To create a space that was suitable for quiet studying and reduced the overstimulation of sounds, the firm installed metal and wooden panels, which have acoustic properties. They help muffle periphery sounds as they travel through the air. Similarly to Robarts Common, the renovators of the reading room also installed carpets to minimize the sound of travel.

In terms of lighting, every desk in the reading room is accompanied by a controllable lamp. Although students cannot adjust the brightness of these lamps, having the option to use them is beneficial for students who are sensitive to light. 

These aren’t the only accessible lighting features in the reading room — throughout the space, there are light therapy zones, which are light boxes that mimic outdoor light. Research has shown that light therapy zones can be effective in treating psychiatric disorders — this includes Seasonal Affective Disorder, a depression that is triggered by the change of seasons each year and one that 10 to 20 per cent of the Canadian population may suffer from. Light therapy zones can also be used to treat insomnia, which is a common sleep disorder that a study published in the National Library of Medicine predicts that 7.7 per cent of university students suffer from.

Finally, there are adjustable seating arrangements throughout the reading room. Most chairs are removable. This gives students the choice to use standing desks, while giving those who use wheelchairs the ability to raise or lower some of the tables that they’re working at.

Apart from the three features highlighted by Graham, there are consultation rooms that allow students to speak to a librarian, including the Accessibility Librarian, for additional support. Each room is also temperature controlled for those on the spectrum.

When seeing this room for the first time, I’d initially praised the railings around its staircases because I knew that they would help individuals with eyesight problems avoid the concrete — the material that the staircase is made of — and to help to prevent wheelchair users from getting stuck underneath the stairs by forcing wheelchair users to travel around the railings instead of under the railings. 

However, when observing further, I noticed that these railings do not help individuals avoid accidentally bumping into the concrete, especially if they are tall. Individuals with low vision or balance issues, or even some with a spectrum disorder may not have the spatial awareness to avoid it. I wish the guardrail was higher and had multiple rows of metal to act more like a fence. Though it may disrupt the simplicity of the design, I would argue that it’s worth compromising for the space to accommodate all students.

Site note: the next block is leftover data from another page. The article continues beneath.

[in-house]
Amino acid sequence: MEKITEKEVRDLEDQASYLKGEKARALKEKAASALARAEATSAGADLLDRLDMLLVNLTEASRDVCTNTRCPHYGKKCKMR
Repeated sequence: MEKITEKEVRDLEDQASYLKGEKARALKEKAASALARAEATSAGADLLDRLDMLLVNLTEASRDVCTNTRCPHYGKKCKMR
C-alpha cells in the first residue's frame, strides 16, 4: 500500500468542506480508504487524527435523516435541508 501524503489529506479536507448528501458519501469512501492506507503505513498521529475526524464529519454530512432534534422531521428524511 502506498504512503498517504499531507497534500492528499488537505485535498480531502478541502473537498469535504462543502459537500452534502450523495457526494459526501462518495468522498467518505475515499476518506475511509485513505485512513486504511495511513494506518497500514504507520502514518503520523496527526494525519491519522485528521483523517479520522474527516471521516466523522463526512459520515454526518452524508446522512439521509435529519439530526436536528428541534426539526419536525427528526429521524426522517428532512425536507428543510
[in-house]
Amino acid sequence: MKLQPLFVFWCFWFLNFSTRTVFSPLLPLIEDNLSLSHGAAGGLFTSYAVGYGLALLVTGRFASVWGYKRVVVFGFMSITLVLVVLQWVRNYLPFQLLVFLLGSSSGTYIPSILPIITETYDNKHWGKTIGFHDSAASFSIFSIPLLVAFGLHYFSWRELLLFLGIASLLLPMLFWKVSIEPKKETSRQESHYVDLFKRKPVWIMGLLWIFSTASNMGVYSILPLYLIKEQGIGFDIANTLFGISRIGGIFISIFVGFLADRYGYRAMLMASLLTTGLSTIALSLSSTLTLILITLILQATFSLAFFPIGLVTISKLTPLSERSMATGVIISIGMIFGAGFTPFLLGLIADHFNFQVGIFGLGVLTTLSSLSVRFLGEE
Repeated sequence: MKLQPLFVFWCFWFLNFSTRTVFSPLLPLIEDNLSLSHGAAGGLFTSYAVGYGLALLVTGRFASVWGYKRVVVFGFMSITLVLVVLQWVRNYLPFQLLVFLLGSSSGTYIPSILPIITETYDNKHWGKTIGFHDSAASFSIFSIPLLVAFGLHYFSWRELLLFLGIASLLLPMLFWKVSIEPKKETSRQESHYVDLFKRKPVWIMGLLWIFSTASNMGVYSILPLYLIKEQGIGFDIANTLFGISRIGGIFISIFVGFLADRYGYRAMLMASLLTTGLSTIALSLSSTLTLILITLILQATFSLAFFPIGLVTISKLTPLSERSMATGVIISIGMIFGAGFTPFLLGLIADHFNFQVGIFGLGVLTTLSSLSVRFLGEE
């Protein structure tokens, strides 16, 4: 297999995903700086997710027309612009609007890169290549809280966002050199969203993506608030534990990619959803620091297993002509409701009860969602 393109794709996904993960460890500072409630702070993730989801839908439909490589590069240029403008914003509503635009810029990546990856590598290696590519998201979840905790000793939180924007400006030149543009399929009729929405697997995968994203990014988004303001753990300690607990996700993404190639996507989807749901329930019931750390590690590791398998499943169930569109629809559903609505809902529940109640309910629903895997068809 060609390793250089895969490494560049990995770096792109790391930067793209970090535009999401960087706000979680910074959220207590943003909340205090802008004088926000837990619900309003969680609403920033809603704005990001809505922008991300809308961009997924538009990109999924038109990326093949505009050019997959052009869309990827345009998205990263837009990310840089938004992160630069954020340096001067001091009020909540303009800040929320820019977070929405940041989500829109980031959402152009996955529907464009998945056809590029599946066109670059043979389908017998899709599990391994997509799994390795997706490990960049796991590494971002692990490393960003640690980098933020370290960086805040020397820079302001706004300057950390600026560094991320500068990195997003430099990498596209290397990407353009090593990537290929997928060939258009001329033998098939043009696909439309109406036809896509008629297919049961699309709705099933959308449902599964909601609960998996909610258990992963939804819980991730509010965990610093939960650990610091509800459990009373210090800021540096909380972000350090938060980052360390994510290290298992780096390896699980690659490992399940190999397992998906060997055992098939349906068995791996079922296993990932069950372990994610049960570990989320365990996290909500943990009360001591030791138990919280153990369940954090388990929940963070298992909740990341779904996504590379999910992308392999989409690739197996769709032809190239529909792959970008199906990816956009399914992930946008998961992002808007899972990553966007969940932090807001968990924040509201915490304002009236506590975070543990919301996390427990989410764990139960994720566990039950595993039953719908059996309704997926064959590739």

In response to this critique, Woloszansky wrote that although the guardrail’s design is “up to code for universal design,” the university is “always willing to make amendments that benefit [their] users.”

So, is Robarts accessible? 

The short answer is no. When I asked Kurdi which architectural project she was most proud of in terms of accessibility, she answered that there isn’t one. Sadly, I understand why. There are many chances for accessibility features to be forgotten during the building design process, such as accessibility being sidelined during the stage when architectural firms are bidding for projects. When those features are left out, institutions later face the cost of integrating accessible features into old buildings.

In our interview, Kurdi made it clear that accessibility is not a checklist. Some architects and designers may be genuine in their intention to include accessibility, but might still approach accessible features as an item they need to cross off. But accessibility extends beyond what we can physically see; what is accessible for someone may not be accessible to someone else. 

Good accessibility is integrated seamlessly into the design of a space. Accessibility done poorly sticks out like a sore thumb. It is like when you put on a shoe slightly smaller than your feet — you just know it isn’t working. You can’t ignore it. 

The hard truth is, despite the legislation’s very necessary presence, we can’t rely on the AODA for guidance without risking treating accessibility as a checklist. 

Instead, Kurdi strongly encourages architects and interested parties to establish an accessibility commissioner, whose role would be to inspect buildings to ensure that they are accessible before the space becomes open to the public. Most importantly, an accessibility commissioner would hire people with disabilities to use these spaces and report any problems that they experienced.